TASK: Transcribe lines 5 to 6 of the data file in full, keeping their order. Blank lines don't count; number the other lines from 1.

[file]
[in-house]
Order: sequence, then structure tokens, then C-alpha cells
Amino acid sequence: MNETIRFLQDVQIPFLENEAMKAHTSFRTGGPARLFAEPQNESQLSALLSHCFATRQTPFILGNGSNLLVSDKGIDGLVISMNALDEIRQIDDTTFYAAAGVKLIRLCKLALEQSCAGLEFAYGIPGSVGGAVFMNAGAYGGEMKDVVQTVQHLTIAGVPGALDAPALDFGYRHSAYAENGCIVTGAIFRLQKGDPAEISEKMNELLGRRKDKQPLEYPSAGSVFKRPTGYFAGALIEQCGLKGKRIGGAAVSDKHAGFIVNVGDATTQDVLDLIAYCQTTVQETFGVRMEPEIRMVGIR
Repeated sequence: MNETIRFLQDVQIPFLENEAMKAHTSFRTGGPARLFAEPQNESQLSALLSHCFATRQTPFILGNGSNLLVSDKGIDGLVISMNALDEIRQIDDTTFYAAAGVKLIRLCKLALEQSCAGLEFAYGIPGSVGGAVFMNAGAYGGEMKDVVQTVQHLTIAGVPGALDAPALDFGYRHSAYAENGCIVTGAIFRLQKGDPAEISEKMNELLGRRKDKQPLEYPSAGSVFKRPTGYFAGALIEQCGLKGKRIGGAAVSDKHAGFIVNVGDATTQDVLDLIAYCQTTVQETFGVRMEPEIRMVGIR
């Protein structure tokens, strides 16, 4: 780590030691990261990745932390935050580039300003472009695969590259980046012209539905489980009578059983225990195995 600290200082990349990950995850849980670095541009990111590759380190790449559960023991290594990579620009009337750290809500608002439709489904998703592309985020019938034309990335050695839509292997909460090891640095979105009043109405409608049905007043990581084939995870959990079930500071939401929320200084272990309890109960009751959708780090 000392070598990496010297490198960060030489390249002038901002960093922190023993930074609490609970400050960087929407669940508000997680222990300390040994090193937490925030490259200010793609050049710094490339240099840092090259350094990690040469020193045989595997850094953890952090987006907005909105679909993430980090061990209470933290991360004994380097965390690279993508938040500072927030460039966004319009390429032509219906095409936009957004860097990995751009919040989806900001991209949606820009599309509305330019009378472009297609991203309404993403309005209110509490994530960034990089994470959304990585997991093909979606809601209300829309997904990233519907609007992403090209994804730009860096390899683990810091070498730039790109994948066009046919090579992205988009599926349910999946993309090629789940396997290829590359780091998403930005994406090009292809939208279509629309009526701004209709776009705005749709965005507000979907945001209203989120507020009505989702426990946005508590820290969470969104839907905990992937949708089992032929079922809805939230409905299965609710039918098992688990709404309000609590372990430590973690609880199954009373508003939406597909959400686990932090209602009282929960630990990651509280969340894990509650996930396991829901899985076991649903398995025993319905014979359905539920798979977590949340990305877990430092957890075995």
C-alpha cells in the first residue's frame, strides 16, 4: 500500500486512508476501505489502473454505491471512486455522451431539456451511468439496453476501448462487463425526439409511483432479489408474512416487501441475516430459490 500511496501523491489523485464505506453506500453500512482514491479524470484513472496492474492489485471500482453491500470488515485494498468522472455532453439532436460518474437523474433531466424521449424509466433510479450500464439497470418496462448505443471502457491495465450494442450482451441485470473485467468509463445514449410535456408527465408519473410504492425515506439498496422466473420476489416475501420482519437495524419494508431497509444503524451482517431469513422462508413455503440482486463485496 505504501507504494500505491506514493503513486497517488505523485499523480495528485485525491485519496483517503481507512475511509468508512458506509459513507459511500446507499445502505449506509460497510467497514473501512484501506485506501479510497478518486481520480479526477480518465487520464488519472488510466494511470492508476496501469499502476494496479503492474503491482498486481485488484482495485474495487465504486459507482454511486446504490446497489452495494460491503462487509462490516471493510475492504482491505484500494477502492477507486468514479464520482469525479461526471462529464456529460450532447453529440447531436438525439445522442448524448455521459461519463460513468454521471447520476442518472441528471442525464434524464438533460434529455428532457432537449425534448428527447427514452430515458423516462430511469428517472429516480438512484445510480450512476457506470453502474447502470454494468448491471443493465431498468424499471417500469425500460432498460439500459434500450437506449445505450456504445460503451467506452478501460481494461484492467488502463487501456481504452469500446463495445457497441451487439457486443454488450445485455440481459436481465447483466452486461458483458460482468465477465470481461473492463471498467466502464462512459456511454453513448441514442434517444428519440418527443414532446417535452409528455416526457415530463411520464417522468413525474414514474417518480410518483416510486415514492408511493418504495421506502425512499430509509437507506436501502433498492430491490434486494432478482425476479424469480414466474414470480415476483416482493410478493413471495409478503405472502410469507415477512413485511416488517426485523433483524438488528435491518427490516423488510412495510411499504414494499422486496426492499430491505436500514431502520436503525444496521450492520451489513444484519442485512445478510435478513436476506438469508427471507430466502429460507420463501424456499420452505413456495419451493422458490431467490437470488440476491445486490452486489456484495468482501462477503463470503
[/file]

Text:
């Protein structure tokens, strides 16, 4: 780590030691990261990745932390935050580039300003472009695969590259980046012209539905489980009578059983225990195995 600290200082990349990950995850849980670095541009990111590759380190790449559960023991290594990579620009009337750290809500608002439709489904998703592309985020019938034309990335050695839509292997909460090891640095979105009043109405409608049905007043990581084939995870959990079930500071939401929320200084272990309890109960009751959708780090 000392070598990496010297490198960060030489390249002038901002960093922190023993930074609490609970400050960087929407669940508000997680222990300390040994090193937490925030490259200010793609050049710094490339240099840092090259350094990690040469020193045989595997850094953890952090987006907005909105679909993430980090061990209470933290991360004994380097965390690279993508938040500072927030460039966004319009390429032509219906095409936009957004860097990995751009919040989806900001991209949606820009599309509305330019009378472009297609991203309404993403309005209110509490994530960034990089994470959304990585997991093909979606809601209300829309997904990233519907609007992403090209994804730009860096390899683990810091070498730039790109994948066009046919090579992205988009599926349910999946993309090629789940396997290829590359780091998403930005994406090009292809939208279509629309009526701004209709776009705005749709965005507000979907945001209203989120507020009505989702426990946005508590820290969470969104839907905990992937949708089992032929079922809805939230409905299965609710039918098992688990709404309000609590372990430590973690609880199954009373508003939406597909959400686990932090209602009282929960630990990651509280969340894990509650996930396991829901899985076991649903398995025993319905014979359905539920798979977590949340990305877990430092957890075995």
C-alpha cells in the first residue's frame, strides 16, 4: 500500500486512508476501505489502473454505491471512486455522451431539456451511468439496453476501448462487463425526439409511483432479489408474512416487501441475516430459490 500511496501523491489523485464505506453506500453500512482514491479524470484513472496492474492489485471500482453491500470488515485494498468522472455532453439532436460518474437523474433531466424521449424509466433510479450500464439497470418496462448505443471502457491495465450494442450482451441485470473485467468509463445514449410535456408527465408519473410504492425515506439498496422466473420476489416475501420482519437495524419494508431497509444503524451482517431469513422462508413455503440482486463485496 505504501507504494500505491506514493503513486497517488505523485499523480495528485485525491485519496483517503481507512475511509468508512458506509459513507459511500446507499445502505449506509460497510467497514473501512484501506485506501479510497478518486481520480479526477480518465487520464488519472488510466494511470492508476496501469499502476494496479503492474503491482498486481485488484482495485474495487465504486459507482454511486446504490446497489452495494460491503462487509462490516471493510475492504482491505484500494477502492477507486468514479464520482469525479461526471462529464456529460450532447453529440447531436438525439445522442448524448455521459461519463460513468454521471447520476442518472441528471442525464434524464438533460434529455428532457432537449425534448428527447427514452430515458423516462430511469428517472429516480438512484445510480450512476457506470453502474447502470454494468448491471443493465431498468424499471417500469425500460432498460439500459434500450437506449445505450456504445460503451467506452478501460481494461484492467488502463487501456481504452469500446463495445457497441451487439457486443454488450445485455440481459436481465447483466452486461458483458460482468465477465470481461473492463471498467466502464462512459456511454453513448441514442434517444428519440418527443414532446417535452409528455416526457415530463411520464417522468413525474414514474417518480410518483416510486415514492408511493418504495421506502425512499430509509437507506436501502433498492430491490434486494432478482425476479424469480414466474414470480415476483416482493410478493413471495409478503405472502410469507415477512413485511416488517426485523433483524438488528435491518427490516423488510412495510411499504414494499422486496426492499430491505436500514431502520436503525444496521450492520451489513444484519442485512445478510435478513436476506438469508427471507430466502429460507420463501424456499420452505413456495419451493422458490431467490437470488440476491445486490452486489456484495468482501462477503463470503